Friday, December 17, 2010

Slate Article, MFA vs NYC

My friend Elisabeth Condon recommended this Slate article about the MFA in Creative Writing, found online at Excellent food for thought regarding MFA programs in the Visual Arts.

Passages I highlighted with a few thoughts below...

- analysis would be to lay to rest the perpetual handwringing about what MFA programs do to writers (e.g., turn them into cringing, cautious, post-Carverite automatons)

- ...even if the writer has somehow never heard of an MFA program...if she's read any American fiction of the past 60 years, or met someone who did, she's imbibed the general idea and aesthetic. We are all MFAs now

- lax and laissez-faire as to have a shockingly small impact on students' work

- ingenious partial solution to an eminent American problem: how to extend our already protracted adolescence past 22 and toward 30, in order to cope with an oversupplied labor market

- what percentage of the total income of American fiction writers comes from the university, and what percentage from publishing contracts—but it's safe to say that the university now rivals, if it hasn't surpassed...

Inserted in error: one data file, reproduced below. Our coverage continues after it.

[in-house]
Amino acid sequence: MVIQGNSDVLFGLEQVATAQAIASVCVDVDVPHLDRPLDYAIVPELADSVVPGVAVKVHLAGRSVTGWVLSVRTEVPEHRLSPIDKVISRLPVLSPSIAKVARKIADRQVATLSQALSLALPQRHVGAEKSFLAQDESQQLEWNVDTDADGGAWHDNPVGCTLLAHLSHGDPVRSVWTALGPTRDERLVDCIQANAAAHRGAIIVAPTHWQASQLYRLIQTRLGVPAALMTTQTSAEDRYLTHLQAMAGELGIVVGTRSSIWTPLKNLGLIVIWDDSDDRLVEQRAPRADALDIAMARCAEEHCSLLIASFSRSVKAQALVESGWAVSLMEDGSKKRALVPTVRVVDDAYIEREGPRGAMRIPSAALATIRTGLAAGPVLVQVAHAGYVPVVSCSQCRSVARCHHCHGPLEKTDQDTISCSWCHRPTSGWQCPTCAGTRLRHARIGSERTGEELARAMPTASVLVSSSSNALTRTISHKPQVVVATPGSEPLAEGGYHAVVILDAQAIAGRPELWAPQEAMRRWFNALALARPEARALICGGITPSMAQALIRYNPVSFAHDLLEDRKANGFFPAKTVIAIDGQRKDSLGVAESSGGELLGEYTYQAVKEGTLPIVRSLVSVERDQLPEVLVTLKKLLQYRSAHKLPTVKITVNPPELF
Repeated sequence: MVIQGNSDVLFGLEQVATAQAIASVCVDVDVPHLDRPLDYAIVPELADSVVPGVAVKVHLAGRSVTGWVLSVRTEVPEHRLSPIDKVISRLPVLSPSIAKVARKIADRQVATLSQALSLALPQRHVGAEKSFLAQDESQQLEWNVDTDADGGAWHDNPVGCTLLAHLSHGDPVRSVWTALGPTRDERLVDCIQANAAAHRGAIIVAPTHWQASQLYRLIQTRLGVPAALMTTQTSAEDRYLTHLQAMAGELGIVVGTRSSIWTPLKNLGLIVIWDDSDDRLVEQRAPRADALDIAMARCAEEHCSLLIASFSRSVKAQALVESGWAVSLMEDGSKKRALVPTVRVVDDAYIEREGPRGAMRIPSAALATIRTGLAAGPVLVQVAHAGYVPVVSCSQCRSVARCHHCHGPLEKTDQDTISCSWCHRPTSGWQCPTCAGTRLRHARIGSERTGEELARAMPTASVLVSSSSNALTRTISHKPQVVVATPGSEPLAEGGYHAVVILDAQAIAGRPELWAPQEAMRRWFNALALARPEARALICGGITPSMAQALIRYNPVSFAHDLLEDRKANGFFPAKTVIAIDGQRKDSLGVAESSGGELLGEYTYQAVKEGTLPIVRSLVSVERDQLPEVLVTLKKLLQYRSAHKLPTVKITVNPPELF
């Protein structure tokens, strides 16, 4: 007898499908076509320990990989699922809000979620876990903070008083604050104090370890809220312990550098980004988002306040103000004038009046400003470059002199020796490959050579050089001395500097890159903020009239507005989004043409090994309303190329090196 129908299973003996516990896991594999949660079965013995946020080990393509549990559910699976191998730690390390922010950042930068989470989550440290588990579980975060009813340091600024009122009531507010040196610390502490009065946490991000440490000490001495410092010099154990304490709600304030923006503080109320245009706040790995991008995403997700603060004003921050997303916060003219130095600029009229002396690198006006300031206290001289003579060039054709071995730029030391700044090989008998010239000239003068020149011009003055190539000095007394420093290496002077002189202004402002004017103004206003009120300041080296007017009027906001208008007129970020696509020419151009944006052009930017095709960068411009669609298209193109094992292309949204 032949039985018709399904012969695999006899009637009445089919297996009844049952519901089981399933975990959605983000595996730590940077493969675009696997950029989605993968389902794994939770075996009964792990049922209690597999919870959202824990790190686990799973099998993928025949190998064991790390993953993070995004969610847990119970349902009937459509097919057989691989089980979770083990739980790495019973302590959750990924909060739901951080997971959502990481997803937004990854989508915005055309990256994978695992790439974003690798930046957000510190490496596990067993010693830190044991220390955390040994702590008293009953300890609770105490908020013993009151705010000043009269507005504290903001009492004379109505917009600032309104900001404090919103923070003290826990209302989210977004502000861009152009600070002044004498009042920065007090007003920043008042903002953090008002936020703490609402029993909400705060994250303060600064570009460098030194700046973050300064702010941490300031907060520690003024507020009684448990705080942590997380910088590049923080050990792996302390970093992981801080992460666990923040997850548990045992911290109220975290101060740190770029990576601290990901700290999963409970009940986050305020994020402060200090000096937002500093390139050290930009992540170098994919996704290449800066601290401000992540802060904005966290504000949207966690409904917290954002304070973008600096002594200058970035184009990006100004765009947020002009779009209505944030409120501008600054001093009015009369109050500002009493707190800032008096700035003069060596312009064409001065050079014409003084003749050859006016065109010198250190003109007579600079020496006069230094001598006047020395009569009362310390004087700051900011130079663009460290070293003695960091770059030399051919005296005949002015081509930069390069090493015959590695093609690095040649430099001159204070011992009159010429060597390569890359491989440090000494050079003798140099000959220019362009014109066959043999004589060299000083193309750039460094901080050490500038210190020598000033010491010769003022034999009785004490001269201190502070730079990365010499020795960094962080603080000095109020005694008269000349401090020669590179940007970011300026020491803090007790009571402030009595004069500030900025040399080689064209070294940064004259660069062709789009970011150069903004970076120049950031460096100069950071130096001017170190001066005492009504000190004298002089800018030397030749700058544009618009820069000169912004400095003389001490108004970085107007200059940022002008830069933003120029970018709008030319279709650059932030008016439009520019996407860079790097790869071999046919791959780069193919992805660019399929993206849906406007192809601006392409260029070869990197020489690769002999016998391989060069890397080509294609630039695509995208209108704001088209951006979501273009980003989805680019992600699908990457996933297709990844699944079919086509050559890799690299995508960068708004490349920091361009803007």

- the diffuse network of provincial college towns

- each affords its members certain aesthetic and personal freedoms
while restricting others; each exerts its own subtle but powerful pressures on the work being produced

Regarding the article’s short story vs novel debate, perhaps it's ok to let the system evolve as it will. I do, however, have a problem when the explosion of MFA programs cultivates artwork that is didactic and too burdened with theory. If the MFA programs could support their faculty, giving them ample time off for studio production that seeks breakthroughs with formal-conceptual synergy, the quality of artwork in our country would be improved. Germany, with a strong safety net of basic social service and belief in the value of cultural production, is an excellent role model.